I’l be completely honest, I’ve watched videos of literally everything to do with volcanoes at some point, and this was the first one that I was genuinely scared by…

    • Comment redacted for breaking the house rules – admin

      • I made an error in my previous comment, it was in fact the Coast Guard that had reduced the exclusion area: information from Ikaika Marzo’s video, where he states that the exclusion area had been reduced from 100m to 50m. Ikaika has been a reliable source of information throughout the eruption.
        From the Coast Guard’s statement as linked above:
        “The safety zone surrounds the lava flow and extends out 300-meters, although certain commercial and research vessels with licensed captains demonstrating experience operating in the region and carrying all required safety equipment were given special permission to approach up to 50 meters. Tour vessels are known to operate the area going back at least 20 years.”
        The boat that was involved was a licensed lava boat with an experienced captain. He seems to have been more than 100m off shore at the time.
        I am also aware that the lava tour operator involved lived in Leilani estates and has lost his home and all his property to the lava. Perhaps he will now also lose his business. A little compassion goes a long way.
        While I agree that the boat was clearly too close to the activity, I do think that calling the captain a criminal is over the top.

        • Noted. But all too many times someone lacking common sence has gotten people killed. While malice is probably out of the question, I stand by my opinion. If people do not act responsibly, people die.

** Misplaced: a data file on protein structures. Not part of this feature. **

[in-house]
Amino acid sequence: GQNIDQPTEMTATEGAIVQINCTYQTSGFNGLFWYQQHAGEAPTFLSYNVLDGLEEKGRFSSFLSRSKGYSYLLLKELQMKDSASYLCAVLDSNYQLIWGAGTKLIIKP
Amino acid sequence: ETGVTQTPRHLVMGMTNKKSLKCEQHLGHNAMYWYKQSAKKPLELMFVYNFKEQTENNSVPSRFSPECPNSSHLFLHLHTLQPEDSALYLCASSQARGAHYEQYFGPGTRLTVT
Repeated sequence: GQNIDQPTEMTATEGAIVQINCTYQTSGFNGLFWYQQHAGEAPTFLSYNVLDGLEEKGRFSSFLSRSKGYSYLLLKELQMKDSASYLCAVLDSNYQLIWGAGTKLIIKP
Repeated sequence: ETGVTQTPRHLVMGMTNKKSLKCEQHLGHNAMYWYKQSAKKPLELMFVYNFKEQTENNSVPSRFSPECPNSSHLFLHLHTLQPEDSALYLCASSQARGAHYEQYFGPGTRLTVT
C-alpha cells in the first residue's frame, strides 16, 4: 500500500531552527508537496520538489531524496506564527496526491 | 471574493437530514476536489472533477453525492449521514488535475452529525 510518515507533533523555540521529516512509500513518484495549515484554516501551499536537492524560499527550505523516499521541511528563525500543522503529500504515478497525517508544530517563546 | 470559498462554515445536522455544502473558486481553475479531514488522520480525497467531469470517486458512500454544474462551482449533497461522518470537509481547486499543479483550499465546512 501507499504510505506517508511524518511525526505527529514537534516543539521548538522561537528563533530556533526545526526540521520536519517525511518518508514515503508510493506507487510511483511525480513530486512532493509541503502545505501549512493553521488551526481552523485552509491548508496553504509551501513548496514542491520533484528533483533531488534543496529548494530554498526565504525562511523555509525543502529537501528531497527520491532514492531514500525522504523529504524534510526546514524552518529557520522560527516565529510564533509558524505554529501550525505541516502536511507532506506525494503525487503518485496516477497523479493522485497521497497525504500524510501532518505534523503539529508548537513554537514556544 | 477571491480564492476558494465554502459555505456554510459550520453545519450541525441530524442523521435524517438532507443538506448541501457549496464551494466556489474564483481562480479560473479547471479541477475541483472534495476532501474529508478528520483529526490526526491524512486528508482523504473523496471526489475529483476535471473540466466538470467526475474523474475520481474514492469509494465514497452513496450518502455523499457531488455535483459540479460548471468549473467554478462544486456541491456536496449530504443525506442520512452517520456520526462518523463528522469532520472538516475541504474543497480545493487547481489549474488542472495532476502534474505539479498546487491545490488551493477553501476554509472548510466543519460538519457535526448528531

• Indeed, that cannot be argued with.
            Viewing lava must necessarily be a risky activity. One would hope the passengers were made aware of this before they placed their lives in another’s hands.

        • I would agree that calling Shane a criminal over this event is unrealistic.
          If his boat was outside the 50 meter limit the tour companies are allowed to go to (which is actually entirely plausible, the lava is deceptive and can be a lot bigger than it looks, and even good cameras can make things appear closer) then technically he wasn’t even doing anything illegal at all much less something being worthy of being called a criminal over.
          I think 50 meters is way too close especially now that explosions like that are possible and will very likely happen again, but then its the coast guards fault for allowing passes in the first place…

          I guess this is a much more debatable subject than it first appears.

    • And per the spokesman, the operator was liscenced but still had to comply with captain of the port (USCG) requirements which is the afore mentioned 300 meters.

      • This lifted from the USCG statement link –> “The safety zone surrounds the lava flow and extends out 300-meters, although certain commercial and research vessels with licensed captains demonstrating experience operating in the region and carrying all required safety equipment were given special permission to approach up to 50 meters. Tour vessels are known to operate the area going back at least 20 years.”

        • The way I read it. He needed special permission to be allowed to be there. And not just beeing an licenced experienced sailor.